After prebaiting for 2 days prior to fishing, I set out on a bit of an experimental session on what I consider to be my “hard” water. It was Thursday, the wind was blowing like pure madness. Not exactly what I’d had in mind all week. Never the less, I had put in the effort to prebait and I was definitely going to fish.
Any confidence the prebaiting had produced had been blown away by the wind. It didn’t help that this particular location is difficult for me. It’s a place that really screws with my mind. It’s big, the catfish are real problem and there is limited access. It has a real appeal to me though, even though I’ve blanked there more than I’ve caught. The fish that I’ve caught and seen leaping out of the water, keep me coming back for more punishment.
I had a couple of strategies for avoiding the cats. The first was trying to avoid using much corn, opting instead for a mix of particles. The second was to fish at least one non-corn hookbait, a few tigernuts in this case, and a few pieces of rubber corn on a longer hair that had been dipped in some of the Nash Maize Syrup. This stuff is super sweet and I was hoping it would put the cats off a bit. The swim was tight and after developing doubts about the placement of the second rod, I reeled it in to find that it was indeed snagged up. After wading into the water to try and free the line, I had to pull for a break. Given the conditions and how tight the swim was, I didn’t bother re-rigging that rod. I repositioned the remaining rod and sat back. The wind continued.
About an hour and half in, I had a few “catty” type bites followed by a run that turned into nothing. I assumed it was a cat taking the long hair for a ride, but having been using a 2oz lead I wonder if it wasn’t an aborted take. Soon after it was time to pack up.
I arrived at my house feeling worn out and deflated. I had planned all week to fish Thursday and Friday and on that night I didn’t quite see myself finding the motivation to fish Friday evening, especially if I was going to have to sit through a session in the pouring rain that the forecast called for.
I woke up Friday morning, to some reasonable weather and more importantly, no rain. Immediately, I decided I would fish after all. The previous evening I had been debating on whether or not I should have set up in one of the only other swims I had fished at this venue. It had more space and it put me closer to the adjacent bank, giving me another feature to fish towards. Having blanked the night before, I had nothing to lose moving.
Friday is my “work from home day” and by the time 5 o’clock came around, I had prepared a fresh batch of particles and sorted out my gear from the night before. By 6:30 I had deposited the particle mix I had cooked up and was set up in the new swim. I had fished there once before and blanked (surprise!) but did have a chance to cast the a lead around the area. I knew there was a reasonably clear, hard bottom near the adjacent bank and only slightly weedy straight ahead. Two spots for two rigs. Again, I went with a single tigernut tipped with piece of fake corn on one rod and two pieces of fake corn on the other. I attached a small pva bag of the same particle mix I had baited up with, mixed with quite a lot of salt to keep it from melting the pva. The weather was pleasant and much to my delight the wind was blowing straight into where the bank I was on and the adjacent bank met. What a difference from the night before! It was now time to sit back and relax.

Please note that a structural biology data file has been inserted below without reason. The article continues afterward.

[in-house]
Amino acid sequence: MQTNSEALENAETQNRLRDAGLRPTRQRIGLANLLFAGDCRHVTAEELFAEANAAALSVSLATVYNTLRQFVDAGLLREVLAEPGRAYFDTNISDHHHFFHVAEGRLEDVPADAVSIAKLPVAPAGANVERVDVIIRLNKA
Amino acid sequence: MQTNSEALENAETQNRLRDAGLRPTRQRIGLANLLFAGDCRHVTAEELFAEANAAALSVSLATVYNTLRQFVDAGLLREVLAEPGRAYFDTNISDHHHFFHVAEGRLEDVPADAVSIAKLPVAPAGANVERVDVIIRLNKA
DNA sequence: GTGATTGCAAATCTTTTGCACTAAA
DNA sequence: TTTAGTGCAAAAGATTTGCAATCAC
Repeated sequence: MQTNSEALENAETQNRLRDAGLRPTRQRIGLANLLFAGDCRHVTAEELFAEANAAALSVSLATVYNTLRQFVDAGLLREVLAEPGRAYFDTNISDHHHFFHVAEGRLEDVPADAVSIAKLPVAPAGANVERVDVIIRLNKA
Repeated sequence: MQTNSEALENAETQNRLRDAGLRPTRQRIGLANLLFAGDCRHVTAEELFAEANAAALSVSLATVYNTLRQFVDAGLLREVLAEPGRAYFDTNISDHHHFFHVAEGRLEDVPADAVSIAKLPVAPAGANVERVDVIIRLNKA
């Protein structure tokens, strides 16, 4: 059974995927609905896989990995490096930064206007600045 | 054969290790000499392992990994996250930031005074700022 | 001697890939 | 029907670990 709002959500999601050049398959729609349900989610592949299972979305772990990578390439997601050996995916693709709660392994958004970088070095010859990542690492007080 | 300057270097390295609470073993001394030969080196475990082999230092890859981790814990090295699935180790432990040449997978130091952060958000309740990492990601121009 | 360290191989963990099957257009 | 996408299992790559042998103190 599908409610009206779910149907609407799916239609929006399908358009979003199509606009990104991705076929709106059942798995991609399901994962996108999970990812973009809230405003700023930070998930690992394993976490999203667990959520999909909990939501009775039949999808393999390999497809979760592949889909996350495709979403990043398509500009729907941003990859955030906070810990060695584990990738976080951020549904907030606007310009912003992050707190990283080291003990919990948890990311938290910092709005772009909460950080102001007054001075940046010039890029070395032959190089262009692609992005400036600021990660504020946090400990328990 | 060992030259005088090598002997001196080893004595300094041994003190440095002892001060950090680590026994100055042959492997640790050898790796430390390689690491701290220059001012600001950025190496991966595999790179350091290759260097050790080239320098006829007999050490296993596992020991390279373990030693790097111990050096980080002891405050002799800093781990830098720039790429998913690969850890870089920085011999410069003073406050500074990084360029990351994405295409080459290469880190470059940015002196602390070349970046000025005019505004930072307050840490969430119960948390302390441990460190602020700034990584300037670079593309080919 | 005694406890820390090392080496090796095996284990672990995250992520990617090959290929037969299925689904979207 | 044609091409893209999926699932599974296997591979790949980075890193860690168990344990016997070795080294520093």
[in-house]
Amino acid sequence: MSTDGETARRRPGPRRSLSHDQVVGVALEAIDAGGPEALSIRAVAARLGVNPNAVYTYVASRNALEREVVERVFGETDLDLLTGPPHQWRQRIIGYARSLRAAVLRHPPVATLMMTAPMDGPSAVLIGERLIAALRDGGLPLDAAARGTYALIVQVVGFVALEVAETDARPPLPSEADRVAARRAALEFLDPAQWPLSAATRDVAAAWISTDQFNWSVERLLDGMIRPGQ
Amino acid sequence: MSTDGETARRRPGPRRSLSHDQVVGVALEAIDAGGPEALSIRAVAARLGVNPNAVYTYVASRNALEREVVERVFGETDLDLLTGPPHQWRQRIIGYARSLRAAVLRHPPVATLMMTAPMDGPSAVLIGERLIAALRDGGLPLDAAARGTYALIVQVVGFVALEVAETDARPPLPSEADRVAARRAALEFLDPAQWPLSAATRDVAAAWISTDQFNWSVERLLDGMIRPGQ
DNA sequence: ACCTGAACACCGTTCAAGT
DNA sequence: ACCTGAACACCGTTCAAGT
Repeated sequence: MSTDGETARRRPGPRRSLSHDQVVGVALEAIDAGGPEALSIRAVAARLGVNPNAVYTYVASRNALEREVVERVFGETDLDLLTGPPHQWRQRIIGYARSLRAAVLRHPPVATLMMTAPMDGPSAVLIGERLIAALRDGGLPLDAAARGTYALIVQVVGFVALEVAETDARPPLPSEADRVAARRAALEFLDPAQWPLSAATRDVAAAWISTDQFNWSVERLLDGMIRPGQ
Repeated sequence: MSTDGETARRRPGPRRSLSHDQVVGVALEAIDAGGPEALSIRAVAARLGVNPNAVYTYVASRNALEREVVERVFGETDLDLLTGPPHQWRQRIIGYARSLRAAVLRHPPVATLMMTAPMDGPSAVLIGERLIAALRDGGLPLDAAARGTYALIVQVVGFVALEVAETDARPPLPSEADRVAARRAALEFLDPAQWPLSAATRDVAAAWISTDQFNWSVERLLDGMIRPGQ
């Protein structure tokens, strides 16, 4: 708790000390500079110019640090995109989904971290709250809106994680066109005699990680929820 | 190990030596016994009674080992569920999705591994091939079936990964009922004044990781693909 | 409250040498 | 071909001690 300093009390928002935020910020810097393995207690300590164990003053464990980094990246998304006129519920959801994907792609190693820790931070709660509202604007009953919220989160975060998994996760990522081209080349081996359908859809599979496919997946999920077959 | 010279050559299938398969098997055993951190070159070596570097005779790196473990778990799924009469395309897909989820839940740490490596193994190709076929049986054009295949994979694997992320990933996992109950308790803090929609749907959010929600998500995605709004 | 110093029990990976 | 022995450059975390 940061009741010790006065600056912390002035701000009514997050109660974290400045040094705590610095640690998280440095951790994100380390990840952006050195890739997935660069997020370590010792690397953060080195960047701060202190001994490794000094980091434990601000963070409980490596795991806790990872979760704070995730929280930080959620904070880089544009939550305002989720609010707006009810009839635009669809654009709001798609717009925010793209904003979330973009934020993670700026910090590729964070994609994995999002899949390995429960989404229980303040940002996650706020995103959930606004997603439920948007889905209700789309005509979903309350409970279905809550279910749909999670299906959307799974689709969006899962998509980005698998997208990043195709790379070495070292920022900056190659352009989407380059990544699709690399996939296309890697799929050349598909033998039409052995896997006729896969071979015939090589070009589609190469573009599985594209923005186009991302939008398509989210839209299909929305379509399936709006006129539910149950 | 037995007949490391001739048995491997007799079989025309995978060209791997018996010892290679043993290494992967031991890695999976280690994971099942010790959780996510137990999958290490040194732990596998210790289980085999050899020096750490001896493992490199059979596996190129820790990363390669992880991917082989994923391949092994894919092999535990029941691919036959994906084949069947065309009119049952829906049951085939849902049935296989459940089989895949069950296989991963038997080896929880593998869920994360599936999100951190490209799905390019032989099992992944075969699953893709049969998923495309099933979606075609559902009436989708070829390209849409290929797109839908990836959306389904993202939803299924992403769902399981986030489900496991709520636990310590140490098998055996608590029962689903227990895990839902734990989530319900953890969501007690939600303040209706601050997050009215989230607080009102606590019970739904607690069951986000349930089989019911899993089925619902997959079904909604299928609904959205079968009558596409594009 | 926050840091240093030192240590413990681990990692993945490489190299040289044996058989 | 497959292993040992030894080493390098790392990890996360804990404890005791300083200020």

I’ve started using “bobbins” this season and it’s been interesting watching them go up and down during a session. I’m still learning how to use them “properly”, but one reason to use them is to be able to detect “drop back” bites. Basically all that means is that a fish has picked up your rig and is swimming towards you. You may notice your line loosen up if you are fishing tight lines, but your alarm may not go off. However, the weight a bobbin (which attaches to your line) will cause your line to travel towards you in the event of a drop back, triggering your alarm. A catfish attacking your bait will cause your bobbin to kinda bounce up and down quickly. A screaming take will force the bobbin to come off once the fish is peeling off line. It’s almost like watching the tip of your rod if you are fishing some sort of static bait on the bottom.
So that is what happened on Friday. As I was sitting there, looking at the water, thinking about what a terrible human I was for not eating right and exercising, I had a drop back. For a second I watched in disbelief. Once the bobbin hit the deck, I waited for the line to start peeling off but nothing came of it. I tightened the line back up and sat back down. This didn’t seem “catty”, in fact it seemed carpy. I decided to give it another 30 minutes as I hadn’t seen much cat activity. Lo and behold not long after, the bobbin shot off in the opposite direction and I was in. I slowly tightened the drag up till I could feel the fish. It fought enough to make my arms tired, but when it would take a break it didn’t feel too heavy. Turned out to be a fish just over 10 pounds never the less, it made my night. After returning the fish, I sat back and enjoyed the next hour with a grin on my face.
It’s funny how things happen. A fellow carp angler told me earlier that day, “If a place starts to become not as fun and you’re not enjoying it anymore, move on.” It was a lot more fun to take a chance and move than not fish or go back to the original swim with absolutely no confidence.
The weather is on the fritz again this week. I haven’t quite made any plans, though I have some ideas that may or may not involve maggots. I’ve actually been in the mood to do some float fishing but those carp will not let me be. Hello, April.